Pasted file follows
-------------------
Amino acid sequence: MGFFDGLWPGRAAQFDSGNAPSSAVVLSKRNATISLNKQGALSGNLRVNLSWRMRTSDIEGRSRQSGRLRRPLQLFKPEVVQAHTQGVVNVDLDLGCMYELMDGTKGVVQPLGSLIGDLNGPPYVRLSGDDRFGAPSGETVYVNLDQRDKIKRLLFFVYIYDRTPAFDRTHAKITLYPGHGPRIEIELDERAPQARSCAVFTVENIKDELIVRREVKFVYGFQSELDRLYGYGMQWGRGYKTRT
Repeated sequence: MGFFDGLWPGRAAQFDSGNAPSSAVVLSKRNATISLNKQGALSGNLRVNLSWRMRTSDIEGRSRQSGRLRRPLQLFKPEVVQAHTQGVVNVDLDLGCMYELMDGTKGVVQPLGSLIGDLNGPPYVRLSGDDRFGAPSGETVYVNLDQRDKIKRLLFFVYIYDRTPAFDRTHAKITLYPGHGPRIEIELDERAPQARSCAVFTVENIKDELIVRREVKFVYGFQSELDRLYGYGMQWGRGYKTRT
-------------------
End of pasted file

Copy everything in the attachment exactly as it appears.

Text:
Amino acid sequence: MGFFDGLWPGRAAQFDSGNAPSSAVVLSKRNATISLNKQGALSGNLRVNLSWRMRTSDIEGRSRQSGRLRRPLQLFKPEVVQAHTQGVVNVDLDLGCMYELMDGTKGVVQPLGSLIGDLNGPPYVRLSGDDRFGAPSGETVYVNLDQRDKIKRLLFFVYIYDRTPAFDRTHAKITLYPGHGPRIEIELDERAPQARSCAVFTVENIKDELIVRREVKFVYGFQSELDRLYGYGMQWGRGYKTRT
Repeated sequence: MGFFDGLWPGRAAQFDSGNAPSSAVVLSKRNATISLNKQGALSGNLRVNLSWRMRTSDIEGRSRQSGRLRRPLQLFKPEVVQAHTQGVVNVDLDLGCMYELMDGTKGVVQPLGSLIGDLNGPPYVRLSGDDRFGAPSGETVYVNLDQRDKIKRLLFFVYIYDRTPAFDRTHAKITLYPGHGPRIEIELDERAPQARSCAVFTVENIKDELIVRREVKFVYGFQSELDRLYGYGMQWGRGYKTRT